About Le Memorial at Caen
Le Memorial at Caen is a museum of history based in northern France, not too far from the locations of the beaches where the Normandy Landings took place.
Le Memorial at Caen history
The Battle of Caen (6 June – 6 August 1944) was one of the most decisive battles of the Second World War and although the British and Canadians achieved their main aims during D-Day, the failure to capture Caen quickly caused a great deal of controversy.
Montgomery’s plan for the Battle of Normandy had always been to force the Germans to commit their strongest forces in the east, at what would appear to be the logical point for the Allied breakout towards Paris and the German frontier, allowing the Americans to break through further to the west and sweep into Brittany and behind the German armies fighting in Normandy.
However, the expectation had been that Caen would fall on D-Day or soon afterwards, giving the Allies control of the flat areas around the city, which were suitable for the construction of airfields. This, unfortunately, was not to be the case.Caen finally fell to the Allies.
The museum was officially opened on June 6, 1988 (the 44th anniversary of D-Day) by the French President François Mitterrand. The original building deals primarily with World War II, looking at the causes and course of the conflict.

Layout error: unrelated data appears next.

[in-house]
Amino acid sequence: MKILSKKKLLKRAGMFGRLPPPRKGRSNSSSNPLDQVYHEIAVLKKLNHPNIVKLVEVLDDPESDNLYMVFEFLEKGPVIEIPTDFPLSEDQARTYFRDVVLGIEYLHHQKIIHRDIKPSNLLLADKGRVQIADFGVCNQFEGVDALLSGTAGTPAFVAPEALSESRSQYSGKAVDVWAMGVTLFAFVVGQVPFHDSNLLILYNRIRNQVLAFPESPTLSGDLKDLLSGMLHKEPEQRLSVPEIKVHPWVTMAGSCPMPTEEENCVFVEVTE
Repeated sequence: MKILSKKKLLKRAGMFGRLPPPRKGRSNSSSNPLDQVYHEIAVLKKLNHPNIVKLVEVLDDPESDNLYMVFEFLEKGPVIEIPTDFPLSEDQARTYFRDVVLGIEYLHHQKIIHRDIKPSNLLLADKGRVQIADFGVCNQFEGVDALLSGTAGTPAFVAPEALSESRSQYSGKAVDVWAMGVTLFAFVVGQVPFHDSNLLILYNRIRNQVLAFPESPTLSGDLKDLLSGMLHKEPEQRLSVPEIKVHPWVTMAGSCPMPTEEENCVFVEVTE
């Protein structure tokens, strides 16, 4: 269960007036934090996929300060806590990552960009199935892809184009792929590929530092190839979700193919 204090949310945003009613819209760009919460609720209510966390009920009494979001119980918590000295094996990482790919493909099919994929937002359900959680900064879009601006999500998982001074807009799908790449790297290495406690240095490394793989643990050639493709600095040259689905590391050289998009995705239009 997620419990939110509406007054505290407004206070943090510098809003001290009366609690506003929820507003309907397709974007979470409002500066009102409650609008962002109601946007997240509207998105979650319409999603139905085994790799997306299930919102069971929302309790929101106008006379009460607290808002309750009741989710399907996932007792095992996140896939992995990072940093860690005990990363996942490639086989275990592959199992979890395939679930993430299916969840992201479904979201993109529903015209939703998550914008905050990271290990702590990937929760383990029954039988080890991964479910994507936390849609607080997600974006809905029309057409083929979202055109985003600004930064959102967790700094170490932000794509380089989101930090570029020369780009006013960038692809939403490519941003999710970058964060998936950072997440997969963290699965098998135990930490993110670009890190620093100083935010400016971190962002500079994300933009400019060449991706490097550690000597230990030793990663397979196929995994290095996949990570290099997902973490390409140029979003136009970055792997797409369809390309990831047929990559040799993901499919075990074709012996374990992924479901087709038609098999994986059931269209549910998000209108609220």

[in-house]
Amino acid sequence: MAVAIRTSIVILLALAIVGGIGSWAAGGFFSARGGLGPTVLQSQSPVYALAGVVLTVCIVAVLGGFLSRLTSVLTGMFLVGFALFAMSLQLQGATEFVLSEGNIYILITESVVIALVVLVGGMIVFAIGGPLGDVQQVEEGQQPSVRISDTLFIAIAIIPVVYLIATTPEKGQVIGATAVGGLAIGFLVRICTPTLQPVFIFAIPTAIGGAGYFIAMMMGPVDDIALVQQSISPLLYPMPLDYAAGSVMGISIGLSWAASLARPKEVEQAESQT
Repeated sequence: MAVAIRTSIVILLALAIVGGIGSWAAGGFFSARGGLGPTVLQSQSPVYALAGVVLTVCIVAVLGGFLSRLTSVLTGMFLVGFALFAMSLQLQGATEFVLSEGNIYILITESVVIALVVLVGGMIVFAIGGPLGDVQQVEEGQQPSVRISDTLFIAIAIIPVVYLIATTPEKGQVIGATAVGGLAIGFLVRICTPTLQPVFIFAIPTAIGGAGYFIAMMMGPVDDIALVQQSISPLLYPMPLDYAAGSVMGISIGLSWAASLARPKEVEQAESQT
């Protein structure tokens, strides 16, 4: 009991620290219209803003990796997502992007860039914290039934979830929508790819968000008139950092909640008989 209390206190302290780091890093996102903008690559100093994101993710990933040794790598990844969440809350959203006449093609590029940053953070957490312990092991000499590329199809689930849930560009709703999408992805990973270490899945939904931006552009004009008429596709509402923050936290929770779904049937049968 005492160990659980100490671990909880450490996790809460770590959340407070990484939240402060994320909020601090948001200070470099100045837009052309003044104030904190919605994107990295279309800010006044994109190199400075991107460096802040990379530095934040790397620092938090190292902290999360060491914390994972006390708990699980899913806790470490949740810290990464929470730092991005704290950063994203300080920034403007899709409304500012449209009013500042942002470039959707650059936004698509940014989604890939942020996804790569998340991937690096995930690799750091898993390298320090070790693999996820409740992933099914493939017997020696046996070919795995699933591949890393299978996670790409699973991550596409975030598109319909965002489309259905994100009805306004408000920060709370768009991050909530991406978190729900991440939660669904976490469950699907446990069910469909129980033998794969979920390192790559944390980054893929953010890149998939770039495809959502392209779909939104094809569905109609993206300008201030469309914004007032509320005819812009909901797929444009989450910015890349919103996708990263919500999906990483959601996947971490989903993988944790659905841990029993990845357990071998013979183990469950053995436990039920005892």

Le Memorial at Caen today
Le Memorial at Caen explores the events which led up to the Normandy Landings of World War II, the Landings themselves, also known as D-Day, and the aftermath.
Le Memorial at Caen also offers day trips and longer guided tours around the sites of the Normandy Landings, which start at Caen Railway Station. Beyond its Second World War exhibits, Le Memorial at Caen also looks at the Cold War and beyond, exploring the concept of peace in the context of different conflicts.
Getting to Le Memorial at Caen
The address of Le Memorial at Caen is Le Mémorial de Caen, Esplanade Général Eisenhower, CS 55026, 14050 Caen Cedex 4.
If travelling by car from Paris take the A13 or the A84 if you are coming from Rennes (make sure to take northbound ringroad, exit number 7).
From the city centre of Caen, bus route 2 will take you directly to the memorial site – there is also easy access for disabled people.
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